Alcoholic beverages can be divided into two broad categories according to whether or not there is a distillation stage following fermentation. Beer and wine fall into the non-distilled category whereas whisky, rum, brandy, gin, etc. have all been distilled. The latter are often referred to as "spirits" or "hard liquor". Simple distillation permits the removal of some of the more noxious congeners by discarding some of the first liquid to distil over (the "heads") and the last (the "tails"). The middle fraction of congener-laden alcohol remains and is collected.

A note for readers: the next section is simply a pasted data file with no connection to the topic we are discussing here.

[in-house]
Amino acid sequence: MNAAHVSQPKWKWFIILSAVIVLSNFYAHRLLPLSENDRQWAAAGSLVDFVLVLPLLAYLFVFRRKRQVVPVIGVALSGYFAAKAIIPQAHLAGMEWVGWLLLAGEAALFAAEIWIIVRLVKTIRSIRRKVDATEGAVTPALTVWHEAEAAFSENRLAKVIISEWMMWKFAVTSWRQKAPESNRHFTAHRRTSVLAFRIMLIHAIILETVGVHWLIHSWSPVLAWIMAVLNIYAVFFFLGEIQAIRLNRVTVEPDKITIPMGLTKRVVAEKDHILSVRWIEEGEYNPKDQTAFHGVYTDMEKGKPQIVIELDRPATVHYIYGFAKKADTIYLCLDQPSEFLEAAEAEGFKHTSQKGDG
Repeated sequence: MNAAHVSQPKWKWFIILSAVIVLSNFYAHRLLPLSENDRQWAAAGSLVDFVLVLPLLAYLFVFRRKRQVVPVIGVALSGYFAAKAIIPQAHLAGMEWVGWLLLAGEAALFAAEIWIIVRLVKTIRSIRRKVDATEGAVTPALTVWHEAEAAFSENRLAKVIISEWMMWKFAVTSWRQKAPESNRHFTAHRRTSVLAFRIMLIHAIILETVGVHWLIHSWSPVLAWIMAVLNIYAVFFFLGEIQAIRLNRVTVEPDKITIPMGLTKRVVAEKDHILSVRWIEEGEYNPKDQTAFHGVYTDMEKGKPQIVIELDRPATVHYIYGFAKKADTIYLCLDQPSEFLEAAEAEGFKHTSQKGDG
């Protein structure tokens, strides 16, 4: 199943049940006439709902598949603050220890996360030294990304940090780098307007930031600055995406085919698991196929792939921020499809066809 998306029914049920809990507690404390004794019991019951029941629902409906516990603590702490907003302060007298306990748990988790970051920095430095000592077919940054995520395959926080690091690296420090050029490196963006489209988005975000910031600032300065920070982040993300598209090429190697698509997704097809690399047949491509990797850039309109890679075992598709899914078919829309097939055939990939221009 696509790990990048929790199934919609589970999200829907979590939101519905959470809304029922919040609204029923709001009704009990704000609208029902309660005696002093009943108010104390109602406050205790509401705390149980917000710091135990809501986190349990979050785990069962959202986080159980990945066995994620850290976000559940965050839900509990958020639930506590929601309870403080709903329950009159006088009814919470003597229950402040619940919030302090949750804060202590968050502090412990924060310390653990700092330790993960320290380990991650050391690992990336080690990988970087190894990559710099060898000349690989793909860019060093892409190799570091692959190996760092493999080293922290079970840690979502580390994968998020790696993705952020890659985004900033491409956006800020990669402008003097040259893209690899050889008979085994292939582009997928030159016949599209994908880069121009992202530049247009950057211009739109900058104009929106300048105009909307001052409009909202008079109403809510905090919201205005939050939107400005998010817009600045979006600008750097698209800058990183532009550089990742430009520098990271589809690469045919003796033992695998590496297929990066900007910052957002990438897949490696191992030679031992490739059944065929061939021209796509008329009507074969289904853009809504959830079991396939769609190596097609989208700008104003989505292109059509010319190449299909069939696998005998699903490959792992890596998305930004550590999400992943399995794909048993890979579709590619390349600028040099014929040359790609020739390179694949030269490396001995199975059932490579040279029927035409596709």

Because beer and wine do not receive any such purification treatment it is necessary to live with whatever mixture of chemicals the fermentation has produced. It would be nice if, after a fermentation had gone slightly wrong and the beer or wine were found to have an unpleasant taste, the offending congeners could be removed. Alas, science has not yet come up with a method for doing this. Which means in practice that beer- and wine-making must be carried out extremely carefully because you are stuck with whatever you've produced. Beer- and winemaking are highly skilled operations, more akin to gourmet cooking than to science, and involve many subtleties and many opportunities for error. Which explains why there is such a wide range of qualities and prices of wines and why amateurs have such difficulty in producing a really first-class product.
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